by JESSICA HOLLAN
In 2015 alone, there were over 52 campus shootings, with 23 of those occurring on university grounds. Statistically, a campus shooting occurs once every eight days. Of those 23 college shootings, three happened within the span of one week, twice.
The deadliest of the shootings occurred on Oct. 1 at Umpqua Community College, resulting in 13 fatalities and over 10 injuries. Since the tragedy at Sandy Hook elementary, there have been over 150 school shootings. Each mass shooting subsequently leads to the same question: is there nothing that can be done to prevent these tragedies from endangering the lives of our friends and family?
With each campus shooting, gun control finds itself at the forefront of every debate; and despite the tragedies, no laws are passed the arguments remain the same. The debacles are depressingly routine, repetitive, and always end without solution. Despite the struggle for Congress to pass gun laws in one way or another, President Obama remains adamant in his stand for gun control. On Oct. 1, 2015, after one of the many tragedies, the leader of the United States said:
“The United States of America is the one advanced nation on Earth in which we do not have sufficient common-sense gun-safety laws -- even in the face of repeated mass killings.”
Due to the fear of shootings, certain states have taken it upon themselves to create a solution. In early 2015, Texas passed a law making it legal for guns to be on college campuses. An article published in the May 31, 2015 issue of the Texas Tribune stated:
“Under the final version of the bill, universities and colleges will still be able to establish their own rules on where handguns are carried and how they're stored based on public safety concerns. Only concealed handgun license holders — who must be at least 21 years old — would be allowed to carry their firearms on campus, and private universities would be allowed to opt out of the requirement altogether.”
The Texas Senate Bill 11 (the campus carry law) will take effect on Aug. 1, 2016 and has been met with mixed reviews of students on Texas campuses.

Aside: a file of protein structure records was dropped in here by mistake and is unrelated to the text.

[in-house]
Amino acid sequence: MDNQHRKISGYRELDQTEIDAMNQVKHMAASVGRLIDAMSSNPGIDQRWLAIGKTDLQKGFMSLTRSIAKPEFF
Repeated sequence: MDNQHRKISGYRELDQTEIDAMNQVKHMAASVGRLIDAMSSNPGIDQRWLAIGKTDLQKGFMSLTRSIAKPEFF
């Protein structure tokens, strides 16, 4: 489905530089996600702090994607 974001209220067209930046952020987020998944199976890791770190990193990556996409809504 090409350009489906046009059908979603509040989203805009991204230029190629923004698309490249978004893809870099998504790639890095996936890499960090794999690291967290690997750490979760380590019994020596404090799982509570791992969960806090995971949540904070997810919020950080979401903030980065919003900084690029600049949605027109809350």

Sophomore Jessica Flores, a student at Texas A&M College Station, said, “While I wish the status of today didn’t make people feel the desire to carry on campus, I don’t feel that it’s a huge danger.”
Flores continued to say that while she’s glad this “doesn’t give every loony with a gun the right to carry wherever they want,” she feels that her campus is safe and that there is no need to carry a gun on campus.
Sophomore Brianna Jones, who plans to transfer to College Station for her junior and senior years, will be moving on campus the same month the campus carry law goes into effect. Jones sees the situation as nothing but an “opportunity for many things to go wrong” and fears that if even experienced gunmen (policemen and even those in the military) are unable to find a clean shot in times of crisis, then college students will be unable to, as well.
The arguments at College Station’s rival school, University of Texas (UT), are a bit more radical. UT is protesting with the “Cocks Not Glocks” campaign, in which students are carrying sex toys in opposition of carrying guns on campus. It harks back to the slogan “Make Love Not War,” which was made popular in the 1960s during the Vietnam War.
“It’s honestly kind of scary thinking about someone on campus carrying a gun,” stated first year UT student Marisa Barrera. “About 51,000 students attend UT and I don’t even know 1% of them. The campus carry law will just increase the possibility of a campus shooting. It makes me feel a little unsafe attending the school knowing someone right next to me could be carrying a gun and at any moment, they could turn that gun on me.”
Fellow UT freshman Kate Hess agreed, saying she “wouldn’t feel safe at all knowing that people can carry their guns on campus, especially with all the shootings going on at other school campuses.”
Texas State University freshman Bernadette Gasper noted that “the new law is going to have a large impact on the campuses” and that she fears the law will cause students to lose their sense of security and become increasingly wary of fellow students with whom they may have had disagreements with.